The holidays wouldn't be the holidays without poinsettias dotting home interiors with bold colors. Sadly, poinsettias don't stimulate the nose. However, the surface beauty is nothing to thumb your nose at.
Poinsettias account for more than 95 percent of holiday plant sales if you eliminate evergreens. And like home computers in the last 30 years, poinsettias are more affordable. Thirty years ago, you'd expect to pay between $40-50 for a plant you can find for $15-20 these days. Research, plant breeding and better growing conditions have improved stem strength so they aren't as likely to snap off.
Plants are also shorter, partially due to genetics and partially due to chemicals. In the olden days, plants would be quite leggy and folded over on themselves.
And of course, there is the color range that started out as red, and then went to white and finally pink. It wasn't long before splotches, speckles and streaks of red, white and pink found their way on some solid colored plants.
There are some orange-red cultivars. Some florists will spray flowers purple, blue, gold and any other unnatural color, even adding glitter and sparkles.
Bet you didn't know this
The colored leaves are technically bracts. They look like petals, but the flower is really the tiny yellow thing that might be tinged with red in the center of all the colored bracts. If the flower is mature, you may find a small droplet of sticky sap or nectar on top.
As the plant ages, these yellow flowers will fall off, even though the bracts remain colorful.
The bracts are vivid this year because of a bright and sunny fall. When October and November are gray and overcast, plants tend to be smaller and the final color is muted or dull. Bright days bring taller plants with colors that seem to shoot.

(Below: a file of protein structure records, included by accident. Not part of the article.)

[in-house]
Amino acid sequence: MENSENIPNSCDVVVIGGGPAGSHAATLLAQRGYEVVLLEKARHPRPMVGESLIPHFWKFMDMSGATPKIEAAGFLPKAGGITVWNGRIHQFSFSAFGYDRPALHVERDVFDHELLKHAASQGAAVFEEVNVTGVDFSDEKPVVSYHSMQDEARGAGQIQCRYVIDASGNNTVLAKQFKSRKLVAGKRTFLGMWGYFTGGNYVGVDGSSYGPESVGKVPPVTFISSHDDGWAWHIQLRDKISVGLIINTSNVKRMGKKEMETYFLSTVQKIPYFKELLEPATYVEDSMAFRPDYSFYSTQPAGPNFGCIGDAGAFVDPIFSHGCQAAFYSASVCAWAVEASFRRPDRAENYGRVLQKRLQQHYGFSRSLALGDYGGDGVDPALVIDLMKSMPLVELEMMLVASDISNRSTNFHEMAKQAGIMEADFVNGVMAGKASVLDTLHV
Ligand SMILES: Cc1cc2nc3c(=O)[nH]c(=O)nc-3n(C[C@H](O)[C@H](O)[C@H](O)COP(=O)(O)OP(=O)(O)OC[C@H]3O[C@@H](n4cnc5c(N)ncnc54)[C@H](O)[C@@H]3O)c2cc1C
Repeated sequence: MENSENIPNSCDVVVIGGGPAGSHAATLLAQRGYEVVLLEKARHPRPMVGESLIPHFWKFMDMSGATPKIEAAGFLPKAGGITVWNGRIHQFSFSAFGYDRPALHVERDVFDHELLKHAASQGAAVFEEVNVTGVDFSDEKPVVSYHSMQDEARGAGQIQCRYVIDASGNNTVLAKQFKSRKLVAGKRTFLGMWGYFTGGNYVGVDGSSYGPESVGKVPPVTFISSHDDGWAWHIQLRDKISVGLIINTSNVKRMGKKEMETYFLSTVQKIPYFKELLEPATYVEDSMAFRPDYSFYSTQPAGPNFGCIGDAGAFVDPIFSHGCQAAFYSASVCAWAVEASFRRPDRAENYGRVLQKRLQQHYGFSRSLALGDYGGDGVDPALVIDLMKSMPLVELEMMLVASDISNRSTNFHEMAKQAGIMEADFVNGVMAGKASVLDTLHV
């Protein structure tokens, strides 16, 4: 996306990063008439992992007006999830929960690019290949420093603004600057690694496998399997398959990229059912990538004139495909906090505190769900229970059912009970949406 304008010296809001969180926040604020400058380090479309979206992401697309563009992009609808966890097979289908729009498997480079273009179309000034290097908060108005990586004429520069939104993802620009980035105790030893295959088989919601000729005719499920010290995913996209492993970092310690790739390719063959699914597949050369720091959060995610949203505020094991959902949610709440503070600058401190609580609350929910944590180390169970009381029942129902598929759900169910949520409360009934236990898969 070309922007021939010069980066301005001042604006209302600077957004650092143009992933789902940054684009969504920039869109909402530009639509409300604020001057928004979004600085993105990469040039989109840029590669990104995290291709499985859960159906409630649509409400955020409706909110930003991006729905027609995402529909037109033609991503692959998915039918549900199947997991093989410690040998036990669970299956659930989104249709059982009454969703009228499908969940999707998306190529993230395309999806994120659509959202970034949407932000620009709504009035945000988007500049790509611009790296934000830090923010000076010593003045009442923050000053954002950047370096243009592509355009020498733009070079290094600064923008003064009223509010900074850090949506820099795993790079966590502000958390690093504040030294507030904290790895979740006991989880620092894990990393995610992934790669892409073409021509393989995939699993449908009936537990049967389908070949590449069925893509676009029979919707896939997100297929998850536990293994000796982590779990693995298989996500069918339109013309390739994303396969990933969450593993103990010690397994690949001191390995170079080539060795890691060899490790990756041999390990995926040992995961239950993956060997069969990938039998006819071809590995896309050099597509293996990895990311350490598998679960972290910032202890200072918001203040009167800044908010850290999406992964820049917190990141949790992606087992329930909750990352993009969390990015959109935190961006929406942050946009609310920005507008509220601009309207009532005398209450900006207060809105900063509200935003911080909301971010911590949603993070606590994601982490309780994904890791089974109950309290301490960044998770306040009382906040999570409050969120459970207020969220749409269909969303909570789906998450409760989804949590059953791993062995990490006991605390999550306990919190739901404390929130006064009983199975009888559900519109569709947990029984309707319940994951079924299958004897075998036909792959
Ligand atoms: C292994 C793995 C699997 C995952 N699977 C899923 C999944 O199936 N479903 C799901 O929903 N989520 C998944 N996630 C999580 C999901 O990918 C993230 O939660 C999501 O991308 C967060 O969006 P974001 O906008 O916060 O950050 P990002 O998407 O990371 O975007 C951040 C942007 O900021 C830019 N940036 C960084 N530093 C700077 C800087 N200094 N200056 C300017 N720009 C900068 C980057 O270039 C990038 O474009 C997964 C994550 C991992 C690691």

Some like it humid
Poinsettias are tropical in nature, and therein lies the biggest problem we have - they don't like most of our indoor environments.
Poinsettias prefer bright light. Even in a south window with nothing blocking the sun, the light intensity is reduced by at least two-thirds from what the plant was receiving in a greenhouse. Even though the plants grow in partial shade in nature, in greenhouses and homes they need lots of light.
The plants will tolerate our winter temperatures indoors, which are somewhat similar to Central America, but they hate the lower humidity levels. They prefer our summer humidity levels of 75 percent or more. But furnaces dry out indoor air.
Plants respond to the poor conditions in a matter of weeks. Dark green lower leaves will turn yellow and drop. Plants will appear droopy, which they also can do if you water them too much. The colorful bracts will start losing their brightness.
Page 2 of 2 - What you can do:
Give the plants as much bright light as possible. A south window is the best. Otherwise give the plants at least 14 hours of artificial light.
Remove any foil covering the pot. The foil looks festive, but can hold excess water so the plant starts rotting. If you want something attractive, set the plants in a larger cache pot, but check 30 minutes after watering that plants aren't sitting in water.
Because most plants are grown in a soilless mix, you'll probably have to water plants more often. The soil will dry out quickly. If plants are near some heat source, expect to water twice a week, though once a week may be enough.
Water so the soil drains within a half hour. If the plants are wilted, take them to the kitchen or bathroom sink and run water through, wait 30 minutes, and run water through again. The first time allows the soil to expand.
The second time allows the soil to absorb it.
Keep temperatures less than 70 degrees during the day, and below 60 at night. Granted, if it gets cold outside, that might be harder. Try.
Finally, no matter how often it's stated, poinsettias are no more poisonous than milk, chocolate or a bee sting. In other words, it depends on the person. Granted, the plant is not meant to be eaten. But if you accidentally eat a leaf, you may feel a little queasiness or have the trots. That's about it.
Provided by GateHouse News Service